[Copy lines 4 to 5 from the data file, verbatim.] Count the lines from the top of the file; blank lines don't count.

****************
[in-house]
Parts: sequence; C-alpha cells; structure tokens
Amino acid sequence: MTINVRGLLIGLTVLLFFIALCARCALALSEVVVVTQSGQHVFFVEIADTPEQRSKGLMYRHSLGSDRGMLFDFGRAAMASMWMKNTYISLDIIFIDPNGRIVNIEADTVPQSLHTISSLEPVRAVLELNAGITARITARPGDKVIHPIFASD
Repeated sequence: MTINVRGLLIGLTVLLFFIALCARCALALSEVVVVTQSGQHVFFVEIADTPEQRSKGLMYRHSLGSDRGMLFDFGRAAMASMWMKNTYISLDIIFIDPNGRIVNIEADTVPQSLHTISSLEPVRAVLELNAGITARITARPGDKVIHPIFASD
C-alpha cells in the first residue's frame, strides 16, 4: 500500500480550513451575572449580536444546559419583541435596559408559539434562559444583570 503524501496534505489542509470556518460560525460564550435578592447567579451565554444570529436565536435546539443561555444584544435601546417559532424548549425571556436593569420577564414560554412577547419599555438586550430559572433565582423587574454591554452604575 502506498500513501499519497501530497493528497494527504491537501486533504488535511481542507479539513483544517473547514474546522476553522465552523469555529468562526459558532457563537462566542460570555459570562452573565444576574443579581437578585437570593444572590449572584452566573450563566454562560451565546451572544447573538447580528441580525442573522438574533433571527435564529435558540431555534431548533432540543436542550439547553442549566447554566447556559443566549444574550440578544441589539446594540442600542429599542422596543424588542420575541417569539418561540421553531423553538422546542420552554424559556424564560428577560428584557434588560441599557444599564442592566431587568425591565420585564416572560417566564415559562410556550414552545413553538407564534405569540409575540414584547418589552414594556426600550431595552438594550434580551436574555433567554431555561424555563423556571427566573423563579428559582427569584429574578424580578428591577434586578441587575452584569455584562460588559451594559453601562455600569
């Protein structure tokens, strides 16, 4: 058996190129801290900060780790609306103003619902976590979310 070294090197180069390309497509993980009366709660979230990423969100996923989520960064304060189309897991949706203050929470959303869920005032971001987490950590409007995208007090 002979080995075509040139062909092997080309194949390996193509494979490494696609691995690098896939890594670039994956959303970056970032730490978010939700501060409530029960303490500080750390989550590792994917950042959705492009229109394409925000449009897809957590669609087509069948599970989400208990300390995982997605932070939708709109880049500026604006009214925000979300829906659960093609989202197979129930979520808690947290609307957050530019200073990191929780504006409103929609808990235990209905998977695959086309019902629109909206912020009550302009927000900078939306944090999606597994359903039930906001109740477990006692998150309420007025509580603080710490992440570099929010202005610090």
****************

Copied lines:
Repeated sequence: MTINVRGLLIGLTVLLFFIALCARCALALSEVVVVTQSGQHVFFVEIADTPEQRSKGLMYRHSLGSDRGMLFDFGRAAMASMWMKNTYISLDIIFIDPNGRIVNIEADTVPQSLHTISSLEPVRAVLELNAGITARITARPGDKVIHPIFASD
C-alpha cells in the first residue's frame, strides 16, 4: 500500500480550513451575572449580536444546559419583541435596559408559539434562559444583570 503524501496534505489542509470556518460560525460564550435578592447567579451565554444570529436565536435546539443561555444584544435601546417559532424548549425571556436593569420577564414560554412577547419599555438586550430559572433565582423587574454591554452604575 502506498500513501499519497501530497493528497494527504491537501486533504488535511481542507479539513483544517473547514474546522476553522465552523469555529468562526459558532457563537462566542460570555459570562452573565444576574443579581437578585437570593444572590449572584452566573450563566454562560451565546451572544447573538447580528441580525442573522438574533433571527435564529435558540431555534431548533432540543436542550439547553442549566447554566447556559443566549444574550440578544441589539446594540442600542429599542422596543424588542420575541417569539418561540421553531423553538422546542420552554424559556424564560428577560428584557434588560441599557444599564442592566431587568425591565420585564416572560417566564415559562410556550414552545413553538407564534405569540409575540414584547418589552414594556426600550431595552438594550434580551436574555433567554431555561424555563423556571427566573423563579428559582427569584429574578424580578428591577434586578441587575452584569455584562460588559451594559453601562455600569